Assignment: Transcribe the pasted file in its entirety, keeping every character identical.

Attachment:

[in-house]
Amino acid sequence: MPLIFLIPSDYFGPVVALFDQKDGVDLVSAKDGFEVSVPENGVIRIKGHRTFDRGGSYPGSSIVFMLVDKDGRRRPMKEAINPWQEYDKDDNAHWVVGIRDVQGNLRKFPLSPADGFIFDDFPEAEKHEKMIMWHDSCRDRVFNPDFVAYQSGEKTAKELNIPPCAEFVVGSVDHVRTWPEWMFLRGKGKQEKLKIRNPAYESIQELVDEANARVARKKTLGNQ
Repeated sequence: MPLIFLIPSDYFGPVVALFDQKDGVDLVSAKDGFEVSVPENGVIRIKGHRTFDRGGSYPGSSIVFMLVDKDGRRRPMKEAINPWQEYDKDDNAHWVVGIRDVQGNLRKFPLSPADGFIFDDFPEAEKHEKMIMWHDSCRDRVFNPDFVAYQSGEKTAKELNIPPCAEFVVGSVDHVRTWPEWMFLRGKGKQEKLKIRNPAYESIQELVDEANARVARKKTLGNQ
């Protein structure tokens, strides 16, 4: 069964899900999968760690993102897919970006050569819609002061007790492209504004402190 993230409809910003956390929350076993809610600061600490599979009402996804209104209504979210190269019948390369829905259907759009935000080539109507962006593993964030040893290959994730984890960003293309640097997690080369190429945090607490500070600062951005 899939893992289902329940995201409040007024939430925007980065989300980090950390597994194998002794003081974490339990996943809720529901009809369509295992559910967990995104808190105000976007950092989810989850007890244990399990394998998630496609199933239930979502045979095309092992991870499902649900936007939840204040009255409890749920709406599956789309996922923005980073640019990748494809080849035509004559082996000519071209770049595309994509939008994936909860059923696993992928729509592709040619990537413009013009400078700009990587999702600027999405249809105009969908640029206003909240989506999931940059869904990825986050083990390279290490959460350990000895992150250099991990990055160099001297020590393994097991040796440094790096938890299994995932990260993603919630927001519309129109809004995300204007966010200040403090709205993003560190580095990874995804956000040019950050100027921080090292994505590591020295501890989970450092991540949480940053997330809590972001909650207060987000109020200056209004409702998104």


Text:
[in-house]
Amino acid sequence: MPLIFLIPSDYFGPVVALFDQKDGVDLVSAKDGFEVSVPENGVIRIKGHRTFDRGGSYPGSSIVFMLVDKDGRRRPMKEAINPWQEYDKDDNAHWVVGIRDVQGNLRKFPLSPADGFIFDDFPEAEKHEKMIMWHDSCRDRVFNPDFVAYQSGEKTAKELNIPPCAEFVVGSVDHVRTWPEWMFLRGKGKQEKLKIRNPAYESIQELVDEANARVARKKTLGNQ
Repeated sequence: MPLIFLIPSDYFGPVVALFDQKDGVDLVSAKDGFEVSVPENGVIRIKGHRTFDRGGSYPGSSIVFMLVDKDGRRRPMKEAINPWQEYDKDDNAHWVVGIRDVQGNLRKFPLSPADGFIFDDFPEAEKHEKMIMWHDSCRDRVFNPDFVAYQSGEKTAKELNIPPCAEFVVGSVDHVRTWPEWMFLRGKGKQEKLKIRNPAYESIQELVDEANARVARKKTLGNQ
């Protein structure tokens, strides 16, 4: 069964899900999968760690993102897919970006050569819609002061007790492209504004402190 993230409809910003956390929350076993809610600061600490599979009402996804209104209504979210190269019948390369829905259907759009935000080539109507962006593993964030040893290959994730984890960003293309640097997690080369190429945090607490500070600062951005 899939893992289902329940995201409040007024939430925007980065989300980090950390597994194998002794003081974490339990996943809720529901009809369509295992559910967990995104808190105000976007950092989810989850007890244990399990394998998630496609199933239930979502045979095309092992991870499902649900936007939840204040009255409890749920709406599956789309996922923005980073640019990748494809080849035509004559082996000519071209770049595309994509939008994936909860059923696993992928729509592709040619990537413009013009400078700009990587999702600027999405249809105009969908640029206003909240989506999931940059869904990825986050083990390279290490959460350990000895992150250099991990990055160099001297020590393994097991040796440094790096938890299994995932990260993603919630927001519309129109809004995300204007966010200040403090709205993003560190580095990874995804956000040019950050100027921080090292994505590591020295501890989970450092991540949480940053997330809590972001909650207060987000109020200056209004409702998104």